ISSN 2330-717X

Pine Needles, Cordi’s Neglected Sustainable Fuel – OpEd

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The Benguet pine tree (Pinus kesiya/insularis) growing areas of the Cordillera region of the Philippines, particularly the provinces of Benguet and Mountain hold the region’s most sustainable source of energy—pine needles.

Sadly,no one is doing anything about it,not even the government. But a local environmental group, the Cordillera Ecological Centre, is designing ways on how the pine needles can be used for cooking fuel.

The region with more than a million hectares, of subtropical pine forests are the largest in the countryth Forest fires are quite common in these areas as pine needles, which are highly inflammable, keep falling off trees from the middle of March till the onset of the rainy season in Julne This has a serious impact on the environment, leading to the loss of flora and fauna.

Millions of metric tonnes (mmt) of pine litter is generated annually in Benguet, Mountain Province Abra, Kalinga, Ifugao and Nueva Vzcaya pine forests . Therefore, even if about 40 per cent of the estimated quantity is taken as collectible quantity, after making sufficient provisions for traditional uses, still much is left available for industrial use.

A Geerman GIZ study found that an proximate analysis of seven different location samples concluded that pine needles contain 12-19 per cent fixed carbon, 1.5-3 per cent ash and 8-30 per cent moisture, which gives them an edge over rice husk and wood biomass. Meanwhile, the ultimate analysis highlighted its advantages as a fuel with carbon content of 50-55 per cent. The other parameters were within acceptable limits, barring sulphur, which exceeded the norm marginally.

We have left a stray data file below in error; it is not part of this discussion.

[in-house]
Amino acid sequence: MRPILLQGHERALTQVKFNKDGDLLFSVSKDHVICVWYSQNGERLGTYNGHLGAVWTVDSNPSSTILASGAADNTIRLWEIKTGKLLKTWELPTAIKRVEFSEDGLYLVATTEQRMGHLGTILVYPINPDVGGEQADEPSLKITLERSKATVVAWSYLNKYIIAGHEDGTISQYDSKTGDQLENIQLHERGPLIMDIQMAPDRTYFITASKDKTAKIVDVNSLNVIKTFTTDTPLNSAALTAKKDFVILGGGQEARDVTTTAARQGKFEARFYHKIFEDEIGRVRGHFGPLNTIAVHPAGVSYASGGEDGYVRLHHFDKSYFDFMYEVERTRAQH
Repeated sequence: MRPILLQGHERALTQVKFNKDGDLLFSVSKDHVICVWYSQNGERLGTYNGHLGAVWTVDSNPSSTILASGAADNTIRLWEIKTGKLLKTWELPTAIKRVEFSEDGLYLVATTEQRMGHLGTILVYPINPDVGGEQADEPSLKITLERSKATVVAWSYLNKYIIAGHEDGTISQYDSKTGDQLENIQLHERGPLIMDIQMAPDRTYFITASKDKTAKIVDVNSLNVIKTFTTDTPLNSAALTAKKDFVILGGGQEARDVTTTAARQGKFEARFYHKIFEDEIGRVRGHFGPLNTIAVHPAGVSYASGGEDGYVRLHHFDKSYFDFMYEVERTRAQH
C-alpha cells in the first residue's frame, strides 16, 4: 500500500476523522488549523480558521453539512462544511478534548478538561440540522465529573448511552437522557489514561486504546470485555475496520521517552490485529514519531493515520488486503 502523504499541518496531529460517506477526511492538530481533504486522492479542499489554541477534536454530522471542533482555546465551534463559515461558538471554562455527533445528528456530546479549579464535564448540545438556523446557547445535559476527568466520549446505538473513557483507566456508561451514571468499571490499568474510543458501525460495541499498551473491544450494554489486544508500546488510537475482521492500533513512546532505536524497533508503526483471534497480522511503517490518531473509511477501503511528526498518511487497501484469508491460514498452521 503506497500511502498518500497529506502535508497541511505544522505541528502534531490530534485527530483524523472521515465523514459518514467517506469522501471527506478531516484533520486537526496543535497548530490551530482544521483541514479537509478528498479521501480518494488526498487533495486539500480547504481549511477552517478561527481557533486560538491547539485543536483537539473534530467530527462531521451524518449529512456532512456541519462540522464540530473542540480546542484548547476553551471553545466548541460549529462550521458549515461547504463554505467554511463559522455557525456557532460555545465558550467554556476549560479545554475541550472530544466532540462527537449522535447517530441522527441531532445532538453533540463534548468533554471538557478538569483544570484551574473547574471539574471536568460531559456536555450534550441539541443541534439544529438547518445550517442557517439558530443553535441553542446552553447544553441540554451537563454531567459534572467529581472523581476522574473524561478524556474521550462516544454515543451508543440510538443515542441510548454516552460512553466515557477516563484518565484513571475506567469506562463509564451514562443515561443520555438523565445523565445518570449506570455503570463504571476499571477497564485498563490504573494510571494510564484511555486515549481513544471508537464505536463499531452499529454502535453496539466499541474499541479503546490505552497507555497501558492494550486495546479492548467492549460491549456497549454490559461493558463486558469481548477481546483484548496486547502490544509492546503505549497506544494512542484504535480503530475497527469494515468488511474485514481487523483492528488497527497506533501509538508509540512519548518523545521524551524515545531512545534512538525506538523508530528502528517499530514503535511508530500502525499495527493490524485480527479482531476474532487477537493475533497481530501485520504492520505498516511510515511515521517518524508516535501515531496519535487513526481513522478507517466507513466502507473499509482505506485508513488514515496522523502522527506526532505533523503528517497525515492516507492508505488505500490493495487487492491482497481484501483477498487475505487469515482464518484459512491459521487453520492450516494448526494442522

Despite high sulphur content, 17.8-20.8 megajoules (MJ) per kg of energy can be obtained from the feedstock of pine needles. An analysis of the producer gas composition shows that it is fit to be used in an internal combustion engine, and has a calorific value of 4-4.5 MJ per Nm3. The efficiency of the demonstration gasifier was nearly 75 per cent, and 20-22 per cent of char was produced with a heating value of 19.5 MJ per kg.

Based on these resources, the state has the potential of producing over 150 MW of energy annually from biomass-based projects of up to 250 kW and briquetting/bio-oil units of up to 2,000 mtpa. They can not only help meet the local energy needs, but can also be an effective means for livelihood/revenue generation.

In India, the Uttarakhand Policy for Energy Generation from Pine Litter and Other Biomass – is applicable to pine litter and other biomass-based power generation and briquetting/bio-oil projects in the state. Its aim is to harness renewable energy resources in the state, enhance private sector and community participation in energy generation, mitigate forest fires caused by pine litter, create avenues for rural employment to prevent migration, and provide decentralised energy supply to the agricultural, commercial and household sectors as well as small-scale industries. The Forest Department and UREDA will act as nodal agencies for the implementation of this policy in the state.

The Philippines stands to lose if it does not tap this endless natural

Dr. Michael A. Bengwayan

Dr. Michael A. Bengwayan

Dr. Michael A. Bengwayan wrote for the British Panos News and Features and GEMINI News Service, the Brunei Times, and US Environment News Service. In the Philippines, he wrote for DEPTHNews of the Press Foundation of Asia, Today, the Philippine Post, and Vera Files. A practicing environmentalist, he holds postgraduate degrees in environment resource management and development studies as a European Union (EU) Fellow at University College, Dublin, Ireland. He is currently a Fellow of Echoing Green Foundation of New York City. He now writes for Business Mirror and Eurasia Review.

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